US Secretary of State Mike Pompeo said Wednesday the United States has designated the US operations of six other media companies based in China as overseas missions. This move aims to drive back communist propaganda.
Pompeo told a State Department press conference that the US would enter into a dialogue on China with the European Union on Friday and a trip to India, Sri Lanka, the Maldives and Indonesia on Sunday.
He said he expected the meetings to include discussions on how “free nations can work together to thwart the threats posed by the Chinese Communist Party”.
The Foreign Ministry named the newly named publications Yicai Global, Jiefang Daily, Xinmin Evening News, Social Sciences in China Press, Beijing Review, and Economic Daily. This means that 15 Chinese media outlets have now been classified as overseas missions by the US authorities.
The designation requires the outlets to notify the State Department of their personnel registers and property holdings.
The move is the US’s latest move to curb Chinese activity in the United States in the run-up to the November 3 presidential election, in which President Donald Trump made a tough approach to China a key theme of his second term campaign.
Pompeo said the decision was part of an effort to crack down on “China’s communist propaganda efforts” in the US.
“They are also essentially owned or effectively controlled by a foreign government,” he said.
“We do not limit the publication of these points of sale in the United States. We just want to ensure that Americans and information consumers can distinguish between news from a free press and propaganda from the Chinese Communist Party itself. Not the same. “
China’s message did not come out immediately.
The editor-in-chief of the state-backed newspaper Global Times said in a tweet that the US had “gone too far” and that China would return the favor.
“As long as Chinese media are actually harmed, Beijing will definitely retaliate and US media activities in HK could be included on the retaliatory list,” said Hu Xijin.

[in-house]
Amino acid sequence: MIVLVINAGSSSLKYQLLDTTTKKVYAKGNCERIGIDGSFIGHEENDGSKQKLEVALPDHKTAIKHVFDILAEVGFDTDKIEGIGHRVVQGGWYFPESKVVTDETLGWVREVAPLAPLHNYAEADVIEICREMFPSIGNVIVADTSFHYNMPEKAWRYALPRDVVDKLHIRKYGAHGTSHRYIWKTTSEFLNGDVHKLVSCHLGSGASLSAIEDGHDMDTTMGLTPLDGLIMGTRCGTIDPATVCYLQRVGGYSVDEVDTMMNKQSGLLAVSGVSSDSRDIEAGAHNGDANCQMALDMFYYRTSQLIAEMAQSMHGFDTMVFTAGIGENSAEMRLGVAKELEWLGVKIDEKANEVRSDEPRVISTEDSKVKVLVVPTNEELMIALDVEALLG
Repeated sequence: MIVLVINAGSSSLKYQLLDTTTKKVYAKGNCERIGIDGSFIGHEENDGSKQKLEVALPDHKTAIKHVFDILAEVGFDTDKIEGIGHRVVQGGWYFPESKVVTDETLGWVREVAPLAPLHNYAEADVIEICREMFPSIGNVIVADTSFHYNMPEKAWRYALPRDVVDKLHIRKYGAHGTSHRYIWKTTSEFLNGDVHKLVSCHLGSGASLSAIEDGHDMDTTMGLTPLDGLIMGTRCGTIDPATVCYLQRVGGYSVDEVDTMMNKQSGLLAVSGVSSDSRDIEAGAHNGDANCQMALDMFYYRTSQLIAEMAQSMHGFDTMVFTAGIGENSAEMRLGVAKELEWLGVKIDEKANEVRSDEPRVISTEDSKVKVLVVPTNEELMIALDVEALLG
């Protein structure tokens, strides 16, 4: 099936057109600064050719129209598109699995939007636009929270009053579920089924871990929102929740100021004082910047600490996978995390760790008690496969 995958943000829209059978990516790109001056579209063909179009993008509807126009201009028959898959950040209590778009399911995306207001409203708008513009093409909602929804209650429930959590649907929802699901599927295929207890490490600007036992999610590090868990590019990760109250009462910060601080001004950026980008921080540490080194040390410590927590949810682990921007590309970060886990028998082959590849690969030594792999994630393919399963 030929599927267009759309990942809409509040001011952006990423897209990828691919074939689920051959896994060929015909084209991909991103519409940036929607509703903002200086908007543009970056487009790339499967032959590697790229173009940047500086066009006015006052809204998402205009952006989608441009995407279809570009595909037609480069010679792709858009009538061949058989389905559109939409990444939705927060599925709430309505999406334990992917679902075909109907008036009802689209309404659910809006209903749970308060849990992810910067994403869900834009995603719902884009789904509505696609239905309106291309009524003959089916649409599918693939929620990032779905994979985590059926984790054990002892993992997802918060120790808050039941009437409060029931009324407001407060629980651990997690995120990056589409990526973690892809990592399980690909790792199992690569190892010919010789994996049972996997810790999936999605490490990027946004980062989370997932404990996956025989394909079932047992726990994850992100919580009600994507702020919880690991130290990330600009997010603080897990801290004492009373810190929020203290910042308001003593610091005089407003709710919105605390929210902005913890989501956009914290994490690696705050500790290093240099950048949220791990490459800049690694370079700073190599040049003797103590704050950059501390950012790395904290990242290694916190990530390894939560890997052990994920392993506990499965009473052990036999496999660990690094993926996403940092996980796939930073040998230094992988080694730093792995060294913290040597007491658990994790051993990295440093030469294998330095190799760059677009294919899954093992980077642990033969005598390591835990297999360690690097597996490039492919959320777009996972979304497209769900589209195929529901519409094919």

The US has gone too far. The move will further poison the media working environment in the other country. As long as Chinese media are actually harmed, Beijing will definitely retaliate, and US media activities in HK could be included on the retaliatory list. pic.twitter.com/xTSDyRHpx6
– Hu Xijin @ 进 (@HuXijin_GT) October 21, 2020
As Trump, Pompeo and other officials stepped up criticism of China for its handling of the coronavirus pandemic, the US government has also steadily increased pressure on Beijing’s interests in the US.
In addition to restricting state media, they have imposed sanctions on Chinese officials, companies and government agencies for their actions in Tibet, Taiwan, Hong Kong and the South China Sea.
Since the beginning of the year, the Trump administration has shut down the Chinese consulate in Houston, charged several Chinese citizens with espionage, severely restricted the travel of Chinese diplomats, restricted the number of Chinese journalists admitted to the US, and issued strict warnings on US academic and scientific Institutions about the alleged influence of the Confucius Institutes promoting educational and cultural connections.
The Confucius Institutes also had to register as official missions of a foreign government.
So far this year, the US has identified 15 Chinese media outlets as overseas missions. Before Wednesday, these were Xinhua News Agency, China Global Television Network (CGTN), China Radio International, China Daily Distribution Corporation, Hai Tian Development USA, China Central Television, China News Service, People’s Daily and the Global Times newspaper .
In response, China has expelled about a dozen US newspaper correspondents from the New York Times, the Wall Street Journal and the Washington Post.
Some media rights advocates, while accepting that Chinese corporations are obligated to the state, express discomfort at US measures, saying they are giving Beijing an excuse to shut journalists out of the valuable investigative work into human rights and the origins of COVID-19 have done.